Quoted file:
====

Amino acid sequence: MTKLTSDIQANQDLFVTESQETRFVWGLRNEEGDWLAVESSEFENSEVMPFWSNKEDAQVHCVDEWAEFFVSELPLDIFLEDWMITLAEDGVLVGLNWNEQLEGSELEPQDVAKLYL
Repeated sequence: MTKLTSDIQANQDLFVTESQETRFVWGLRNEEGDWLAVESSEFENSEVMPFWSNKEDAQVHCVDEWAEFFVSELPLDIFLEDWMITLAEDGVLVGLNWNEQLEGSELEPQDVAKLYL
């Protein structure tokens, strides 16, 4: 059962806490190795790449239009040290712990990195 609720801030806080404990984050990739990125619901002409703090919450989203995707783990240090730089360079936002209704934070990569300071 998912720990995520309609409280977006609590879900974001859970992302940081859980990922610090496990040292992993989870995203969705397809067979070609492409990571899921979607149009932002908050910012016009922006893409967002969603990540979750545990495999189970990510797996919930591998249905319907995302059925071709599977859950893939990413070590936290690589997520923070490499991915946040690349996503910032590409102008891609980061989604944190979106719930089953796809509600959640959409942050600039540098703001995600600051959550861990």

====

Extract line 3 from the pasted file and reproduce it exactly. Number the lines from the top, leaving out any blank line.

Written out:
């Protein structure tokens, strides 16, 4: 059962806490190795790449239009040290712990990195 609720801030806080404990984050990739990125619901002409703090919450989203995707783990240090730089360079936002209704934070990569300071 998912720990995520309609409280977006609590879900974001859970992302940081859980990922610090496990040292992993989870995203969705397809067979070609492409990571899921979607149009932002908050910012016009922006893409967002969603990540979750545990495999189970990510797996919930591998249905319907995302059925071709599977859950893939990413070590936290690589997520923070490499991915946040690349996503910032590409102008891609980061989604944190979106719930089953796809509600959640959409942050600039540098703001995600600051959550861990």